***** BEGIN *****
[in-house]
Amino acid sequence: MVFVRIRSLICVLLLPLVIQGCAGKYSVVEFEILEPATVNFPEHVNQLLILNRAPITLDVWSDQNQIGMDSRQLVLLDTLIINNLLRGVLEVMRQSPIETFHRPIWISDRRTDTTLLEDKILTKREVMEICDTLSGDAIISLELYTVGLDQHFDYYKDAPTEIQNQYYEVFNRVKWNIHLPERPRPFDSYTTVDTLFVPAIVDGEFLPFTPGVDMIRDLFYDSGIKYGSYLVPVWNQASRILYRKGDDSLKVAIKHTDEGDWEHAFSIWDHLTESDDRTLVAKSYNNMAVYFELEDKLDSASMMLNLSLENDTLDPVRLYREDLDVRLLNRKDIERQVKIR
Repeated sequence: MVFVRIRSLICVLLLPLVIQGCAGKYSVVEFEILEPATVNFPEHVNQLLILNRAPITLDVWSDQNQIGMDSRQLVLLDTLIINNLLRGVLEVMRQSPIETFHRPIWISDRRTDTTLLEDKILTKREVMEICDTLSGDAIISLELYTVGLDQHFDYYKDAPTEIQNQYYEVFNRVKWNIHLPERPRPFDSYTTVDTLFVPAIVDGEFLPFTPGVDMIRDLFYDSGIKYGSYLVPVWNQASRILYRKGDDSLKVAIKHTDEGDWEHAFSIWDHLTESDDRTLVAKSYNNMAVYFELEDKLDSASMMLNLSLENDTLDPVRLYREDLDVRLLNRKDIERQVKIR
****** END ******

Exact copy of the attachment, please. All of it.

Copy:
[in-house]
Amino acid sequence: MVFVRIRSLICVLLLPLVIQGCAGKYSVVEFEILEPATVNFPEHVNQLLILNRAPITLDVWSDQNQIGMDSRQLVLLDTLIINNLLRGVLEVMRQSPIETFHRPIWISDRRTDTTLLEDKILTKREVMEICDTLSGDAIISLELYTVGLDQHFDYYKDAPTEIQNQYYEVFNRVKWNIHLPERPRPFDSYTTVDTLFVPAIVDGEFLPFTPGVDMIRDLFYDSGIKYGSYLVPVWNQASRILYRKGDDSLKVAIKHTDEGDWEHAFSIWDHLTESDDRTLVAKSYNNMAVYFELEDKLDSASMMLNLSLENDTLDPVRLYREDLDVRLLNRKDIERQVKIR
Repeated sequence: MVFVRIRSLICVLLLPLVIQGCAGKYSVVEFEILEPATVNFPEHVNQLLILNRAPITLDVWSDQNQIGMDSRQLVLLDTLIINNLLRGVLEVMRQSPIETFHRPIWISDRRTDTTLLEDKILTKREVMEICDTLSGDAIISLELYTVGLDQHFDYYKDAPTEIQNQYYEVFNRVKWNIHLPERPRPFDSYTTVDTLFVPAIVDGEFLPFTPGVDMIRDLFYDSGIKYGSYLVPVWNQASRILYRKGDDSLKVAIKHTDEGDWEHAFSIWDHLTESDDRTLVAKSYNNMAVYFELEDKLDSASMMLNLSLENDTLDPVRLYREDLDVRLLNRKDIERQVKIR